© The Pew Charitable Trusts
In August, I embarked on a journey that very few people will ever experience. Leaving the United States and a sultry summer behind, I travelled south almost as far as you can go, to the bottom of the world.
At the southern tip of Chile, I boarded the Nathaniel B. Palmer, a U.S. National Science Foundation vessel, to join a group of experts on a month-long research voyage to the Antarctic Peninsula. I was traveling to the region two months before a multinational marine conservation management body was set to consider a proposal to create the world’s largest marine protected area, in the Ross Sea off Antarctica. I wanted, among other things, to see this extraordinary environment firsthand.
Even among the Antarctic scientific community, my trip was considered extreme. Most researchers—and all tourists—visit the region during the summer. It’s hard to blame them: The Antarctic winter is hostile to humans, intensely cold, dark, and stormy. But I was nonetheless eager to go.
The purpose of our expedition, led by the Antarctic Marine Living Resources program at the U.S. National Oceanic and Atmospheric Administration, was to gather winter data to better understand how various factors, such as the changing climate and behavior of krill populations, are affecting this raw and foreboding ecosystem.
Antarctic krill, a tiny shrimplike crustacean, was our main focus. With their populations in decline, krill underpin the entire Antarctic and Southern Ocean food web and are the main source of nutrition for many species of penguins, seals, and whales. It’s remarkable that a minute creature plays such a critical a role in this massive, raw environment. As the Palmer advances into the Bransfield Strait, off the western coast of the Antarctic Peninsula, I see towering, rugged, snow-covered peaks rising from jagged blue glaciers. Antarctic snow petrels, one of only three bird species that breed exclusively in Antarctica, fill the skies above the iceberg-speckled sea, while fur seals bob playfully through the waves.
The Strait is crucial habitat for Antarctic krill, which thrive under winter sea ice conditions. For hardy species such as crabeater seals and Adélie penguins that overwinter here, the ice forms a network of floating platforms, providing the animals a safe place to rest near their preferred and primary food source: krill.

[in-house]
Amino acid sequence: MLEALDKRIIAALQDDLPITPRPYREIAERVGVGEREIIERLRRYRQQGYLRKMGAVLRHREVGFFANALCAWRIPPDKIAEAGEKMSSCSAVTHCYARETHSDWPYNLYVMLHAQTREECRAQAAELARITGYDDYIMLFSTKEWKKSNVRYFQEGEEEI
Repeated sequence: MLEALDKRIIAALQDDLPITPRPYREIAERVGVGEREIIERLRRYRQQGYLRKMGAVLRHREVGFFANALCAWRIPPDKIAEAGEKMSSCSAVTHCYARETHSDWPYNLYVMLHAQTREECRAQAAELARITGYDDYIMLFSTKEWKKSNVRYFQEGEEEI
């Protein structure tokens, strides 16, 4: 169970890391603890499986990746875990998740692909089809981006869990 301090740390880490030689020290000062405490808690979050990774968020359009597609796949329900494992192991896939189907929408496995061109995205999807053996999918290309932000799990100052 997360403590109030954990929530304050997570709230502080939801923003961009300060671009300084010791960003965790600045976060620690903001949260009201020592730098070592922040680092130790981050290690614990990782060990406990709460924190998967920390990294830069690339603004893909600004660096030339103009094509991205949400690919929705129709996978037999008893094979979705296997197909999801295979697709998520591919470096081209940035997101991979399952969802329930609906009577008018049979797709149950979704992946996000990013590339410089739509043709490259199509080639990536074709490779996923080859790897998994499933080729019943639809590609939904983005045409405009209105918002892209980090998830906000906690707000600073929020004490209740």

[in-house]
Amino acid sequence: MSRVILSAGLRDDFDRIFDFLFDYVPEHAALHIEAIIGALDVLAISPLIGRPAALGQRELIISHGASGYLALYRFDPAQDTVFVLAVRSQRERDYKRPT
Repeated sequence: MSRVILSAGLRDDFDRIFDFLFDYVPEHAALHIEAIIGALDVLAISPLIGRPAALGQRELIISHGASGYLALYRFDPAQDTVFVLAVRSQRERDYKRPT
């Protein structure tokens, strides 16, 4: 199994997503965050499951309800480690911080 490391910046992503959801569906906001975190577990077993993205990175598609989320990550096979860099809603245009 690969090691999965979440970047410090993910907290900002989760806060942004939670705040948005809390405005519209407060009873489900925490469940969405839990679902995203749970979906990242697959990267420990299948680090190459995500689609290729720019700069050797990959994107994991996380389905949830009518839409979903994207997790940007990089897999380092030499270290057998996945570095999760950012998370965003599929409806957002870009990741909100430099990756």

But this remote, pristine environment is not immune to outside forces. The peninsula region is experiencing warming trends far above the global average, comparable only to some areas in the Arctic, and the changing climate is compromising sea-ice coverage, with potentially widespread impacts. On average, the peninsula region’s monthly ice concentrations have decreased by up to 25 percent since the late 1970s. With this diminished seasonal sea ice, experts think penguins and seals are going elsewhere to forage, to waters with potentially fewer krill to eat.
The peninsula region also supports the world’s largest commercial krill fishery, which is especially concentrated in coastal areas, making it harder for penguins and other predators to find food. Krill are used to make omega-3 supplements and feed for livestock and farmed fish, such as salmon.
More research is needed to understand how climate change and commercial fishing are affecting Antarctic krill populations and, ideally, to drive policies that might mitigate these impacts. To that end, my shipmates and I logged 12-hour shifts in often brutal conditions netting krill and other zooplankton for further research. We are hopeful that this work will help scientists better grasp the threats to Antarctica and the Southern Ocean to safeguard this region – one of the last pristine oceans left on Earth.
During the Our Ocean conference in Washington in September, hosted by U.S. Secretary of State John Kerry, some two dozen governments committed to ocean protections totaling nearly 4 million square kilometers. These commitments were the latest sign of a global movement to conserve more of the ocean; within weeks, that momentum swept to Antarctica.
On Oct. 28, the Commission for the Conservation of Antarctic Marine Living Resources (CCAMLR), a body made up of 24 nations and the European Union that manages human activities in the Southern Ocean, made history by designating the world’s largest marine protected area in the Ross Sea. The 1.55 million-square-kilometer (600,000-square-mile) area – nearly twice the size of Texas – sets aside a reserve where no commercial fishing is allowed. CCAMLR member governments also agreed to a five-year extension of a precautionary krill fishery management measure that sets fishing quotas in smaller areas, a key tactic to avoid overconcentration of fishing in sensitive regions.
I’ve been back on dry land for several weeks and continue to feel grateful for the opportunity I had to contribute to scientific work at the bottom of the world. I am even more grateful to CCAMLR for the critical action it took last week in protecting an extraordinary and globally important ecosystem.
This column was originally published in Ecowatch.